Got to look at the PDP7

From: Tom Uban <>
Date: Mon Jul 22 13:37:01 2002

It has been a while and I am curious what will or has become of the PDP7 ?


At 07:29 AM 6/15/2002 +0000, you wrote:
>Finally was able to get a look at the PDP 7. I think it qualifies as the find
>of the week, or year, for me.
>I have corresponded with those most interested in it. If interested please
>contact me offlist at
>Pictures at:
>Here is the report;
>I saw the PDP 7. It is a delight. It is too bad the entire Lab could not be
>saved as a museum. The computer was installed in 1965 to run a 5 MEV Van de
>Graff Generator which had been installed in 1964. There is still one
>experiment running in the lab so it is not being shut down yet.
>The PDP 7 was replaced in 1992 with a RIDGE 32. The RIDGE 32 was replaced in
>1999 with a SUN IPX which runs the Van de Graf via a GPIB connection.
>However the PDP7 was not removed or even disconnected. Harlan fired it up,
>tried to load a program off a disk drive, by first running a punch tape.
>Finally got the tape loaded and you could see action in the homemade disk
>drive controller, but nada.
>He was able to key in a simple program via the front switches that ran.
>Classic blinkin lights, wow!
>Evidently it is a Germanium transistor computer. Germanium, not being as
>stable as silicon, needs more love, care and attention to keep it running.
>There are two cabinets of boards and parts including extra core. It
>originally came with 4K of Core but they upgraded it with 4K more for a total
>of 8K.
>It has a 555 DECTAPE drive, a paper tape reader and desk in the central
>cabinet. It is 6 cabinets wide, however these are a narrow double door
>cabinet so the entire computer doesn't seem massive. It is cute! The paper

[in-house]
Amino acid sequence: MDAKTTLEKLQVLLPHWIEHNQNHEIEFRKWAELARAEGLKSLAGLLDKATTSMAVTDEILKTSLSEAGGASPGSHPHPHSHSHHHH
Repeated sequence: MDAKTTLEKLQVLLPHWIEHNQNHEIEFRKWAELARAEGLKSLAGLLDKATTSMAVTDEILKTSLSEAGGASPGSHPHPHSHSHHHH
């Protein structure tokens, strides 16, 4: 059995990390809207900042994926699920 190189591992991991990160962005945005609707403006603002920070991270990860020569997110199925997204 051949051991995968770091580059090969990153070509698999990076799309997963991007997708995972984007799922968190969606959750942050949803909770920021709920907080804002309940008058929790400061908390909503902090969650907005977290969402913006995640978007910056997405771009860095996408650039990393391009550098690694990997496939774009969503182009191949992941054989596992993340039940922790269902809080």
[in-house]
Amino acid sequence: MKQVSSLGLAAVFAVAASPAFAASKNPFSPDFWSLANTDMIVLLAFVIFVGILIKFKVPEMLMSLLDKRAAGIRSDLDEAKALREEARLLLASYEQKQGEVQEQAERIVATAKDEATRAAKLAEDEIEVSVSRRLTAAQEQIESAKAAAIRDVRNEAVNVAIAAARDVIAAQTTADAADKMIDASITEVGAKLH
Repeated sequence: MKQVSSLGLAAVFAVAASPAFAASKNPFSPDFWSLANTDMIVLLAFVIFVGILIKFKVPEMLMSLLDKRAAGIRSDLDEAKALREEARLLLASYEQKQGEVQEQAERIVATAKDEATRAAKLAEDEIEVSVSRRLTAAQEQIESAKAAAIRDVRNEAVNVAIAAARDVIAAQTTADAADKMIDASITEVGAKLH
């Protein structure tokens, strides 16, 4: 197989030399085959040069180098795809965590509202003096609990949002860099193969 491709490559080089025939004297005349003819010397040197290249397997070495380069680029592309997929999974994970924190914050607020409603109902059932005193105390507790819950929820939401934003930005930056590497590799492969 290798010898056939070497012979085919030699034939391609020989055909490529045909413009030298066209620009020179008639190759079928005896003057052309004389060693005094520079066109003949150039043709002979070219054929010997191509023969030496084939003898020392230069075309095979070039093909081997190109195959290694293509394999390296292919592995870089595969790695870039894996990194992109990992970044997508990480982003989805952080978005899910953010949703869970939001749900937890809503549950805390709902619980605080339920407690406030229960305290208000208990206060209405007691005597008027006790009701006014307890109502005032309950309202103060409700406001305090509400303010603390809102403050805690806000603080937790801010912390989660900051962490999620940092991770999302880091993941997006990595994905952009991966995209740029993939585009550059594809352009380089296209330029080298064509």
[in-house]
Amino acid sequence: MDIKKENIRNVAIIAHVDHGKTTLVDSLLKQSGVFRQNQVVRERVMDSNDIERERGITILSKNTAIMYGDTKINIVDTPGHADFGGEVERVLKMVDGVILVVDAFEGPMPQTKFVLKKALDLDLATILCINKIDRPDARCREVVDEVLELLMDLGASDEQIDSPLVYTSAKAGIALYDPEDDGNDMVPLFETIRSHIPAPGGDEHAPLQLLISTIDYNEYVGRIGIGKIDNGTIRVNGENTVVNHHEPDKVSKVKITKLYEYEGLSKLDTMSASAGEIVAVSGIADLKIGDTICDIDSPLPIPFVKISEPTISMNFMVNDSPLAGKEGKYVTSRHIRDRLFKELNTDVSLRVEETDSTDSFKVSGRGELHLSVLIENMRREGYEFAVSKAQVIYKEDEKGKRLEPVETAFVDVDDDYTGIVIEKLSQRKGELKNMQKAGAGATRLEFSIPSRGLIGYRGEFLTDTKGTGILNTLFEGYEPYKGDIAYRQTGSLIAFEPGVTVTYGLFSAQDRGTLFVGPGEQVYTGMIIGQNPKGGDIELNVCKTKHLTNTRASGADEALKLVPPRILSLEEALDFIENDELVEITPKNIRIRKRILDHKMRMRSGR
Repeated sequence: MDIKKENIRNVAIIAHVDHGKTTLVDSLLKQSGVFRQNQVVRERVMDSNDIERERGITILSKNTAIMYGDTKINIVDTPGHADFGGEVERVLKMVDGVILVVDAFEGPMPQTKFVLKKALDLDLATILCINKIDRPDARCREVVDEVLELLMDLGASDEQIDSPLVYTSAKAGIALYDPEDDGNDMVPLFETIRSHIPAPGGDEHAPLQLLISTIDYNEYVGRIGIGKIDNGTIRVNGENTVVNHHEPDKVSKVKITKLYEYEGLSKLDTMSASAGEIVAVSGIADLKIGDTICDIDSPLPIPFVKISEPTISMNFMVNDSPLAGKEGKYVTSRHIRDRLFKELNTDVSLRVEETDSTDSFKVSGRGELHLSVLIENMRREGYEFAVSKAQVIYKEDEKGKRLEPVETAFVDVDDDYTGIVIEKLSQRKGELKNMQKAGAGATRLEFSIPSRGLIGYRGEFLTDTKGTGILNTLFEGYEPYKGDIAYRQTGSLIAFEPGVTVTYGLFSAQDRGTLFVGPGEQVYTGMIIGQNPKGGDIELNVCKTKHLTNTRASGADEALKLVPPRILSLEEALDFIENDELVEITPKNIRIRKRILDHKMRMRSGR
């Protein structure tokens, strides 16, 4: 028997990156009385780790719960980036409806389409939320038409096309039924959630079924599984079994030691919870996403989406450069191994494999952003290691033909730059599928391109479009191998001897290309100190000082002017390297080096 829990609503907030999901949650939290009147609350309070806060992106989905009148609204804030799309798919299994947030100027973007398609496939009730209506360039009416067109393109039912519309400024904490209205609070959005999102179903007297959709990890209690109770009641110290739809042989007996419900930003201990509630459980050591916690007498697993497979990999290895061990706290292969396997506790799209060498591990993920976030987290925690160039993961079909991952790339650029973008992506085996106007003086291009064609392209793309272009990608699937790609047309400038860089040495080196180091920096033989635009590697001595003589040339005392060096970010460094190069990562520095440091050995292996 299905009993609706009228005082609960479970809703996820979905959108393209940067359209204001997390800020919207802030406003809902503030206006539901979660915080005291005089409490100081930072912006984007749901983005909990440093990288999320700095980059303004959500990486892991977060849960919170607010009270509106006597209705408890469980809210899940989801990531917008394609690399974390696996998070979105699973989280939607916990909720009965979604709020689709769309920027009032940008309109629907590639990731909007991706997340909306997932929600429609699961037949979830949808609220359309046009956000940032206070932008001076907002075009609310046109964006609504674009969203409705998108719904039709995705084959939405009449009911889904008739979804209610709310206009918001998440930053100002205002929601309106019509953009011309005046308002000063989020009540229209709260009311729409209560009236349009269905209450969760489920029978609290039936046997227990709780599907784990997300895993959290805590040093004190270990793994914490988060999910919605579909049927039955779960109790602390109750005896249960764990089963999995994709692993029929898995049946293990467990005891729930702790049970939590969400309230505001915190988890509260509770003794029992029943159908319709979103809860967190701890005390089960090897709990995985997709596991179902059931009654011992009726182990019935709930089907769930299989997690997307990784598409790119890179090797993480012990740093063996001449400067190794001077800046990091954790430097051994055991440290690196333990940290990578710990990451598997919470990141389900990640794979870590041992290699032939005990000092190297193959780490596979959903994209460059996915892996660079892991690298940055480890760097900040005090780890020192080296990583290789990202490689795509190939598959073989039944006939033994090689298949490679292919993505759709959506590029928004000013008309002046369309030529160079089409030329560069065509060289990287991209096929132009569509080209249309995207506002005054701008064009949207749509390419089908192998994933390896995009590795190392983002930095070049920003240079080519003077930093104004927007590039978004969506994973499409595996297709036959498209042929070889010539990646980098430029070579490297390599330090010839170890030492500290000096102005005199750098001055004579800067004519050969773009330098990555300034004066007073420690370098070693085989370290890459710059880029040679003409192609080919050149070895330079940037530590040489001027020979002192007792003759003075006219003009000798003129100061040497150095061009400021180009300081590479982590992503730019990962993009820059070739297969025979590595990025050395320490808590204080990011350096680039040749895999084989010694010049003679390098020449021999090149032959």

>tape punch is in the cabinet to the far left with 4K of core underneath.
>Second to the left is the other 4K and the power supplies for the memory. The
>third from the left is the console, desk and paper tape reader. IIRC there
>are three more cabinets to the left, the last two sparsely populated. All the
>cards are singles, early flip chip style.
>It originally came with a KSR 33 Teletype which is long gone. They used an
>ADM terminal in a roll around rack. Above the terminal is a HP1300 display.
>At the top are two DEC floppy drives with the Lab's own homemade disk
>controller. All this should be visible in the pictures.
>There is an entire file cabinet drawer of docs and paper tapes. Several boxes
>of boards and components, as Harlan said, a complete set of spares. he also
>indicated they were familiar with board level repairs and that is what it
>took to keep it running. They inherited lots of tapes from a PDP10 at one
>time, because they could use the same ones. There are several cabinets of
>small tapes.
>It is a classic museum piece.
Received on Mon Jul 22 2002 - 13:37:01 BST

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